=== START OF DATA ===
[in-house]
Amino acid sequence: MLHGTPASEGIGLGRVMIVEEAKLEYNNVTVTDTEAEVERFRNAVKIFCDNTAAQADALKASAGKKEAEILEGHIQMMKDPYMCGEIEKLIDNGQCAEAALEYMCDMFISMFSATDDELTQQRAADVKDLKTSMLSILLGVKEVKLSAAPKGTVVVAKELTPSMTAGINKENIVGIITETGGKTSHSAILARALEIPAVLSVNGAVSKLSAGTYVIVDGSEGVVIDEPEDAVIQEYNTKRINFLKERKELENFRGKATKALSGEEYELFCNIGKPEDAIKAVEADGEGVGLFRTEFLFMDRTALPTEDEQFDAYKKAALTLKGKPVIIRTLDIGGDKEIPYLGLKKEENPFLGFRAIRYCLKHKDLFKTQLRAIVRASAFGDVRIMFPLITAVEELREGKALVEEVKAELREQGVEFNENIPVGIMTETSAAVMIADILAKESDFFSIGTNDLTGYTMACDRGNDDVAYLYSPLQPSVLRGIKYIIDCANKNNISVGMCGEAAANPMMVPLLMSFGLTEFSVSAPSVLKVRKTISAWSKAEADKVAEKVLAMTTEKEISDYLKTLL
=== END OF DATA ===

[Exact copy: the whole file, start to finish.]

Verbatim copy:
[in-house]
Amino acid sequence: MLHGTPASEGIGLGRVMIVEEAKLEYNNVTVTDTEAEVERFRNAVKIFCDNTAAQADALKASAGKKEAEILEGHIQMMKDPYMCGEIEKLIDNGQCAEAALEYMCDMFISMFSATDDELTQQRAADVKDLKTSMLSILLGVKEVKLSAAPKGTVVVAKELTPSMTAGINKENIVGIITETGGKTSHSAILARALEIPAVLSVNGAVSKLSAGTYVIVDGSEGVVIDEPEDAVIQEYNTKRINFLKERKELENFRGKATKALSGEEYELFCNIGKPEDAIKAVEADGEGVGLFRTEFLFMDRTALPTEDEQFDAYKKAALTLKGKPVIIRTLDIGGDKEIPYLGLKKEENPFLGFRAIRYCLKHKDLFKTQLRAIVRASAFGDVRIMFPLITAVEELREGKALVEEVKAELREQGVEFNENIPVGIMTETSAAVMIADILAKESDFFSIGTNDLTGYTMACDRGNDDVAYLYSPLQPSVLRGIKYIIDCANKNNISVGMCGEAAANPMMVPLLMSFGLTEFSVSAPSVLKVRKTISAWSKAEADKVAEKVLAMTTEKEISDYLKTLL